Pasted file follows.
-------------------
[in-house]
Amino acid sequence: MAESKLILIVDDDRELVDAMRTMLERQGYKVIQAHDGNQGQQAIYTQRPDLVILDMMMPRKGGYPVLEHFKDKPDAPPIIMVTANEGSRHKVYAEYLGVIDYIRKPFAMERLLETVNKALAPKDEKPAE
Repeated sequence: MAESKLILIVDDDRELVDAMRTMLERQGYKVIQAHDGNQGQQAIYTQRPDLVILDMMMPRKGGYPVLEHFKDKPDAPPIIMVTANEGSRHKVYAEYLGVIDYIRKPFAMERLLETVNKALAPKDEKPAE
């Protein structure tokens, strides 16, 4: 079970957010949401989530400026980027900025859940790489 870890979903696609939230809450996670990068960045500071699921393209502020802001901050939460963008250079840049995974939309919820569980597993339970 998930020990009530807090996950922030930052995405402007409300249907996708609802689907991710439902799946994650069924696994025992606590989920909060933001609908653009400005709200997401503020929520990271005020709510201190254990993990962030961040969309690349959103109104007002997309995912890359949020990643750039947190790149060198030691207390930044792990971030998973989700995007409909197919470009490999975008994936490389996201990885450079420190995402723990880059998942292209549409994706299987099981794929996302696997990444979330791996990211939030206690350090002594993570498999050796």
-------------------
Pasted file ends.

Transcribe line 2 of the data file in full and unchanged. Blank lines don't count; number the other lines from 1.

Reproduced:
Amino acid sequence: MAESKLILIVDDDRELVDAMRTMLERQGYKVIQAHDGNQGQQAIYTQRPDLVILDMMMPRKGGYPVLEHFKDKPDAPPIIMVTANEGSRHKVYAEYLGVIDYIRKPFAMERLLETVNKALAPKDEKPAE